“There are two kinds of music, good music and the other kind,” big band leader, composer and D.C. native son Duke Ellington famously said. In 1960 he turned to Russian powerhouse Peter Ilych Tchaikovsky to inspire his re-imaging of the 1892 ballet warhorse The Nutcracker. Today, Tchaikovsky’s melodies are ubiquitous in North America from Thanksgiving through New Years – heard in shopping malls and television commercials in addition to concert halls and a plethora of ballet performances. Saturday afternoon, the Baltimore Symphony Orchestra inaugurated its first family concert at Sfrathmore with Ellington’s jazzy reinvention of the suite from the Tchaikovsky original: “Waltz of the Flowers” to “Waltz of the Floreadores,” “The Russian Trepak” to the “Volga Vouty” and the “Dance of the Sugar Plum Fairy” to the far sexier sounding “Sugar Rum Cherry.” That a bus breakdown delayed the program by about 25 minutes didn’t seem to bother the sold-out audience who waited patiently for the orchestra members to take their places and tune up.
Today re-jigging a classic to make it swing, hit, bump or pop is a no-brainer, but in 1960 Ellington had skeptics – including his own orchesta. The composer pressed on and with his collaborator, the classically trained Billy Strayhorn, their recording was a breakthrough. In the dance world it has inspired an increasing number of companion pieces to the evergreen full-length ballet, which has become a Christmastime tradition and a cash-cow for ballet companies and studios of every stripe. Here in the District, I recall the long-defunct and still missed Capital Ballet’s Ellington Nutcracker from the mid-1980s, perhaps. That troupe, composed primarily of dancers of color, was directed by the formidable Doris Jones and Claire Haywood, who crafted an eclectic collection of ballet, jazz and tap numbers that brought the swinging and spicy Ellington/Strayhorn compositions to life.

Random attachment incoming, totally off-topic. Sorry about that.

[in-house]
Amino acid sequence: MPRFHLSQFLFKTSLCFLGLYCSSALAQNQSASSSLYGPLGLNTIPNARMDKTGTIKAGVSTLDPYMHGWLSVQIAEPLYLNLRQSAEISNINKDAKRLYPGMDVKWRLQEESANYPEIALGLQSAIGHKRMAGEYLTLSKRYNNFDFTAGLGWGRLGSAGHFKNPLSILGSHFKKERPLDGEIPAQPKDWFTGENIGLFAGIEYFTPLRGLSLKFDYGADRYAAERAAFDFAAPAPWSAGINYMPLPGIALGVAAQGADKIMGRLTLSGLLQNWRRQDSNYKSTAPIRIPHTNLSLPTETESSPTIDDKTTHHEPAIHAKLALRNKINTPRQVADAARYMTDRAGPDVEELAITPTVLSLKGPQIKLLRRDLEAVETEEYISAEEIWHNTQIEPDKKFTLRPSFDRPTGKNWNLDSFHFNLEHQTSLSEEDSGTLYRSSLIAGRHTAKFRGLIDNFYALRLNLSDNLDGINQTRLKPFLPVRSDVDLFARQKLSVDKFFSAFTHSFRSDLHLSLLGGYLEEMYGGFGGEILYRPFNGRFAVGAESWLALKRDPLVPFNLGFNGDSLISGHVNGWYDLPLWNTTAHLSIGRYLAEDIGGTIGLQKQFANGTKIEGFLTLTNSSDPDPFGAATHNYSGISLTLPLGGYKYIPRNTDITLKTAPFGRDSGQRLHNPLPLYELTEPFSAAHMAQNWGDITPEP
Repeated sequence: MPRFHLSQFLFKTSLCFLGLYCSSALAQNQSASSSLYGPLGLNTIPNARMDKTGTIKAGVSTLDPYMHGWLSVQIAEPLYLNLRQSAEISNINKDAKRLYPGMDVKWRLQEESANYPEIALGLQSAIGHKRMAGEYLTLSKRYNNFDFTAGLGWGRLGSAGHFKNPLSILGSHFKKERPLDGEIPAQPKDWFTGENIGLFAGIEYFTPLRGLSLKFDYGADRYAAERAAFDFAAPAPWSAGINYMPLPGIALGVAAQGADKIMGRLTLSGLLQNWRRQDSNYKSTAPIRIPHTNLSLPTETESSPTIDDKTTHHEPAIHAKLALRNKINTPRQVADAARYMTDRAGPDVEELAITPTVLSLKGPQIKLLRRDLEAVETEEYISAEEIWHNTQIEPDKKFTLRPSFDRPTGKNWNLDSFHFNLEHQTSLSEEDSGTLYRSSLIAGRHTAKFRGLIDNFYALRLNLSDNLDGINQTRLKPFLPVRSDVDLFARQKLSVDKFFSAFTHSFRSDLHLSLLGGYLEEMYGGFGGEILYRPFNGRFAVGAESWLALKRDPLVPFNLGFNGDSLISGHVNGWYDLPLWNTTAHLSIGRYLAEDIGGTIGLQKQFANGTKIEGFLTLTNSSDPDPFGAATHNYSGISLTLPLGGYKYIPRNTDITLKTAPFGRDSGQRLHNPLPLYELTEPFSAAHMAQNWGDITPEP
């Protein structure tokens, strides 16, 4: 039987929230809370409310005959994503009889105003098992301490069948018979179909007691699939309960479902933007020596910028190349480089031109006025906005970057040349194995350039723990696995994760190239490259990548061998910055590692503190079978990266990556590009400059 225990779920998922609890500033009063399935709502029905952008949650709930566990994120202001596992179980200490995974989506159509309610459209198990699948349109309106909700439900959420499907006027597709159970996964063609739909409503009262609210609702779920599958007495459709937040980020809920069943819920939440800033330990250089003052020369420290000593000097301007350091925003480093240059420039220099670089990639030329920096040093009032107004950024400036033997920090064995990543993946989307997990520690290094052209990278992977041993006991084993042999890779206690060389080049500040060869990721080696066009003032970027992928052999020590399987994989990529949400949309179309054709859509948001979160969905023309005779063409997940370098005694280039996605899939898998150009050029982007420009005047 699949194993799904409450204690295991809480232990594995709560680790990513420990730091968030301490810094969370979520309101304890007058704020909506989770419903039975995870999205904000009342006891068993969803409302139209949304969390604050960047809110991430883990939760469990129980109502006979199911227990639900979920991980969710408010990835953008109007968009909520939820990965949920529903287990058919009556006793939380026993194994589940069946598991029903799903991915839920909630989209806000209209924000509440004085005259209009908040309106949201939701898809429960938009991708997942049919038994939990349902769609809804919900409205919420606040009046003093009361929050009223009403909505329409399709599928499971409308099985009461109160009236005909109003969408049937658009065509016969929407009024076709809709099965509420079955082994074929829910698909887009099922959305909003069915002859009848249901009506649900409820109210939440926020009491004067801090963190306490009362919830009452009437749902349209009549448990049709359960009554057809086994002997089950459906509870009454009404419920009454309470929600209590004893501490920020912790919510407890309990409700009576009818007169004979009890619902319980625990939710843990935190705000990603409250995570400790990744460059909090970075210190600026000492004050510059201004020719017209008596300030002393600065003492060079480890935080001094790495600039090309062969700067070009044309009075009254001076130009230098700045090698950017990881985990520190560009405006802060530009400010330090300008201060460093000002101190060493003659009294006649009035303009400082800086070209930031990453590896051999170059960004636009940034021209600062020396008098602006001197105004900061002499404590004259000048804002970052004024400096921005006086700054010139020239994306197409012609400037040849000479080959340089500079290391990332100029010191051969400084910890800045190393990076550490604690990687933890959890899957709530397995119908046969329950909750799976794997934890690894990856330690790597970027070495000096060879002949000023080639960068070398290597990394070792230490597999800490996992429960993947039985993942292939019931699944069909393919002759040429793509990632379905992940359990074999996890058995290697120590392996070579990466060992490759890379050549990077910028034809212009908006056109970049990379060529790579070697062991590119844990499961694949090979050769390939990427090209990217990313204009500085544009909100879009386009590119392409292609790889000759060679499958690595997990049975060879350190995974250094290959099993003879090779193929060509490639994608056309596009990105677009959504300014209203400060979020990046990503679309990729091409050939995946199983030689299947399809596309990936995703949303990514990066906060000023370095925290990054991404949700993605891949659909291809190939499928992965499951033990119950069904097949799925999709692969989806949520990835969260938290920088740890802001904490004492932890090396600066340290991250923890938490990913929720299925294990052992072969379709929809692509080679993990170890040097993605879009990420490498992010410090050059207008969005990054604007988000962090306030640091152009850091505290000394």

The BSO re-envisioned the Ellington Nutcracker for the 21st century this year, commissioning D.C.’s beloved percussive dance troupe Step Afrika!, with support from Charlotte Cameron and the Dan Cameron Family Foundation. The Saturday afternoon program, which featured a smattering of Tchaikovsky’s original classical compositions, plus a whip-cracking “Sleigh Ride” by Leroy Anderson, was conducted by Ken Lam, with narration by the personable Shannan Johnson, who encouraged kids, both small and larger, to march along in their seats during Tchaikovsky’s Nutcracker march.
Step Afrika! company dancer Artis Olds’ choreography works best when it focuses on what the company is best known and most beloved for: that singular high-energy, percussive footwork – feet pounding the floorboards, knees pumping like pistons, arms slicing and dicing the air with admirable precision all drawn from the African-American fraternity and sorority tradition of step dancing. When Olds allows the dances to diverge into the balletic – there are two fairies in tutus and butterfly wings who flit like ungainly fireflies – the energy wanes and the dancers look far less professional. The short story, narrated by Johnson, features a brother and sister pair who watch their toys dance along with elves (who seemed to have snuck in from some other Christmas-oriented tale, there were never any elves in the Nutcracker), those clunky fairies and a steadfast tin soldier looking like a drum major – a nod to the African American tradition of marching bands. A highlight of the 30-minute suite was tap dancer Ryan Johnson’s penguin in shiny black patent leather shoes, who added a level of sophistication and rhythmic complexity with his fleet feet. When the company returned for its finale clad in an eclectic collection of primary-colored Gap shirts and pants, their jazzy riffs, gymnastic passes, and straddle jumps put an agreeable tag onto the work, which, though not flawless, has its appeal, particularly to audiences accustomed to symphony concerts rather than dance performances.
Narrator Shannan Johnson then led a brief interactive section of call-and-response between the dancers and the audience – a Step Afrika! trademark that never gets old. The BSO completed the brief program with a holiday sing-along. It’s hard to go wrong with “Rudolph the Red-Nosed Reindeer” and that great Jewish-American Christmas anthem “White Christmas” — the most recorded holiday song ever.
Running Time: One hour with no intermission.